Joined: 3/18/2008
Msg: 40
That's your problem...really?
Posted: 11/14/2011 5:43:00 PM

The true problem is that in this forums, we hear only one side of a story.



I began to tell him of my problem but he stopped me and venomously said, "I don't want to hear this sh*t."


.... I just wanna hear HIS side before I believe a word you say, dammit!

 scurvy_little_spider
Joined: 11/7/2011
Msg: 41
That's your problem...really?
Posted: 11/14/2011 5:59:59 PM
^ That's your problem.
 Capitano_Blaugh
Joined: 3/18/2008
Msg: 42
That's your problem...really?
Posted: 11/14/2011 6:40:25 PM

^ That's your problem.


... yeah, yeah... well... yeah, Ineverlovedyouanyway...

.. so neener, neener, neeeeener....



 Gwendolyn2010
Joined: 1/22/2006
Msg: 43
That's your problem...really?
Posted: 11/14/2011 7:12:41 PM
^^^^


^ That's your problem.
 SweetLilGTP
Joined: 10/22/2010
Msg: 44
That's your problem...really?
Posted: 11/14/2011 8:19:00 PM

What's up when one of the spouses voices a concern, lack of satisfaction or generally is upset about something with their life as a couple, and the other says "that's your problem"?


To me; that means the relationship is breaking down.

If I am in a relationship with someone; "our" is how things are described.
 VirtuallyLove
Joined: 9/8/2011
Msg: 45
That's your problem...really?
Posted: 11/14/2011 8:49:54 PM
GWEN:



The true problem is that in this forums, we hear only one side of a story. My ex used to come home from work and every single fricking workday, he would launch into a tirade about his job and the people with whom he worked. This went on for literally years (we were married for 25 years). I would offer sympathy but he NEVER wanted to truly do anything about the situation--he wouldn't think about looking for another job or any other suggestions that I gave.

Still, I listened and commiserated UNTIL one day he came home and I had experienced a bad day. I began to tell him of my problem but he stopped me and venomously said, "I don't want to hear this sh*t."

Needless to say, after that his work problems WERE his problems.

But I am sure that if you talked to him today, he would say that I was a cold hearted b*tch.

Your ex was communicating with you--her words spoke loudly and clearly! But without being a fly on the wall, it is impossible for anyone in this thread to make an informed comment about what led her to this point and whether she was the problem, you were the problem, or whether it was a mutual problem.


One thing that's surely true is that you can present a "snapshot" of your partner at some point in your relationship, and he or she can either be made to sound like a Stephen Kingian nightmare monster or a warmhearted saint.

I think when people offer up these snapshots, they're usually being honest and accurate. And I'm sure you are being accurate and honest in this cringe-worthy account, Gwen. After hearing about your husband, I have an image of him as a first-class boor and insensitive dullard par excellence. And yet, I wonder: Hmmm, would Gwen really marry and stay with a guy who's THAT stupid and dull?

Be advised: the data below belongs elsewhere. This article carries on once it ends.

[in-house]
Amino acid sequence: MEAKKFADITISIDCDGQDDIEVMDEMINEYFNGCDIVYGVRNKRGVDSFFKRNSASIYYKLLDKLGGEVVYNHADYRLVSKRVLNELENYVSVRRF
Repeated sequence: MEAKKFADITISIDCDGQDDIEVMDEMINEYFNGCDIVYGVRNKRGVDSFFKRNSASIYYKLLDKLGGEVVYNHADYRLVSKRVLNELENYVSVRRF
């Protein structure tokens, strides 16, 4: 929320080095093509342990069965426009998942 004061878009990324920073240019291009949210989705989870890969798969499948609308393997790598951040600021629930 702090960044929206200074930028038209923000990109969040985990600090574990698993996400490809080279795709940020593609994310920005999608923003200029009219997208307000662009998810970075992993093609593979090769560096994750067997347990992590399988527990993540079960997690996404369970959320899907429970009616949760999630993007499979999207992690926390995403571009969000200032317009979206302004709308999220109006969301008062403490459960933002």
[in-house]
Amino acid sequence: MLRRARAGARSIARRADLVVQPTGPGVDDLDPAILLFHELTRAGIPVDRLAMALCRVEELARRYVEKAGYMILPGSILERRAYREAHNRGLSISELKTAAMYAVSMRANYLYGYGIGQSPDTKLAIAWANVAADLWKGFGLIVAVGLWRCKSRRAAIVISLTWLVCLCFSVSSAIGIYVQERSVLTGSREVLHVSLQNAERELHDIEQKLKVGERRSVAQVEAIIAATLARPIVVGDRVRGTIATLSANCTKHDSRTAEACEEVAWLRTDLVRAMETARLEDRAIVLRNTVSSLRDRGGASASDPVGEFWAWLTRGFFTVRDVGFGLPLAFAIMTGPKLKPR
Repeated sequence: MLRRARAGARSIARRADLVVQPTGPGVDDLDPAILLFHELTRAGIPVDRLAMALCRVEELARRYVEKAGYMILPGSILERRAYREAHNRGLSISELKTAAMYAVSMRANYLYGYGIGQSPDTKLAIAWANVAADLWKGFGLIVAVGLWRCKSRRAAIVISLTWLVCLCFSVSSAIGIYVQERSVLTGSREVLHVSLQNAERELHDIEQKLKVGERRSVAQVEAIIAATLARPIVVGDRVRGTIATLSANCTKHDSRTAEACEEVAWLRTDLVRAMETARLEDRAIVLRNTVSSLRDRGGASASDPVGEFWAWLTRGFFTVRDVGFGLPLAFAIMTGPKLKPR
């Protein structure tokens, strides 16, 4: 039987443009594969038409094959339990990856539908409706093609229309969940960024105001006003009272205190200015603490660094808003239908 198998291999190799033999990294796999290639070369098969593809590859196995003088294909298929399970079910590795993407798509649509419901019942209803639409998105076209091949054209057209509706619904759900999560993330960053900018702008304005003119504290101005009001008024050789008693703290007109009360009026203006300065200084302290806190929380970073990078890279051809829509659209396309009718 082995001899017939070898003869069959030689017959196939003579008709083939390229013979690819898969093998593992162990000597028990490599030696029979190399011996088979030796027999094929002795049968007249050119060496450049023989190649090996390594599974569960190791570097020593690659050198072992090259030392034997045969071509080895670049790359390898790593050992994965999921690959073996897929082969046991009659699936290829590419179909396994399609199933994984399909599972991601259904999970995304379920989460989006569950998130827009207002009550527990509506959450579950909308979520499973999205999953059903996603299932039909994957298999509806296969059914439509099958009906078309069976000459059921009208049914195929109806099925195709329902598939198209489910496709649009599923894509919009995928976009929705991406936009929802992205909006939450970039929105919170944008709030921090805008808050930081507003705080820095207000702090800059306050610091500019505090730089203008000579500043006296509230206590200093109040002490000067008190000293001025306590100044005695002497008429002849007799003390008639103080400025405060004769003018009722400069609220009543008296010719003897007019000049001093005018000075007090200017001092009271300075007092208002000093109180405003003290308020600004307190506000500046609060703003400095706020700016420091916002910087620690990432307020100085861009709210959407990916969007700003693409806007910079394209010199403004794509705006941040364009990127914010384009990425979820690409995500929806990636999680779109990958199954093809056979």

I think it takes a lot of effort and an exceptionally fair mind to give one's former partner his or her due. You want so very, very much for them to be the bad guy/gal and you to be the aggrieved party. One of the hardest things I've ever done - and I did it only recently - is let go of my grievances from my recently expired relationship. Even now I catch myself thinking, "Damn, but if she had only done the right thing --"
 Gwendolyn2010
Joined: 1/22/2006
Msg: 46
That's your problem...really?
Posted: 11/15/2011 7:29:01 AM

And yet, I wonder: Hmmm, would Gwen really marry and stay with a guy who's THAT stupid and dull?


He was dull, but his "cruelty" was largely not stopping to think what he was saying. I met him when I was 17 and married him when I was 20--he is a year older than I.

Which brings us to a different topic and WHY we marry whom we do. I was too young, plain and simple. He pursued me for three years and I gave in for a combination of reasons:

1. Marriage was expected of my by my family and they liked him.

2. When he was 18-25ish, he was "cute."

3. I was fat--I thought that I wouldn't get anyone better.

4. At first, I loved him.

I stayed in the marriage for so long because I was financially dependent on him (he liked it like that) and later, because I became "good" Christian and didn't believe in divorce.

By the time that I left, I was apathetic towards him: I just didn't care any longer. This relates back to the "that's your problem" issue at hand. Hate is not the opposite of love: apathy is the opposite of both. When you no longer care about your partner, it is truly over. After taking care of the man for 25 years (he worked and I pretty much did everything else), his problems were his problems--I just didn't care any longer.

About six months before I left, I stopped wearing my wedding ring. In part, it was because I had lost 100 pounds and it no longer fit, but I could have bought another one. I know this hurt my ex, but at that point, it was his problem.

And apathy can be as cruel as hate.

Back to my original supposition: we hear one side of a story in these forums. Yup, you hear MY side, and I know that my ex's side is very different. Our marriage ended for various reasons, but I was the one who left and he wanted to keep it going.

When I read the OP's first post, I heard and saw my ex speaking--from his point of view. Even the things that he discussed were issues my ex would discuss, but knowing how the couple GOT to that point is something to which we are not privy. We only have the OP's words to judge the situation--and yes, I realize that only my words are presented here. I am not being hypocritical, but I am saying instead of jumping on a wagon to beat up the OP's ex, remember that she has stories, as well.
 Kpanlogo
Joined: 10/13/2011
Msg: 47
That's your problem...really?
Posted: 11/15/2011 8:14:10 AM
Really OP?
This is about a haircut?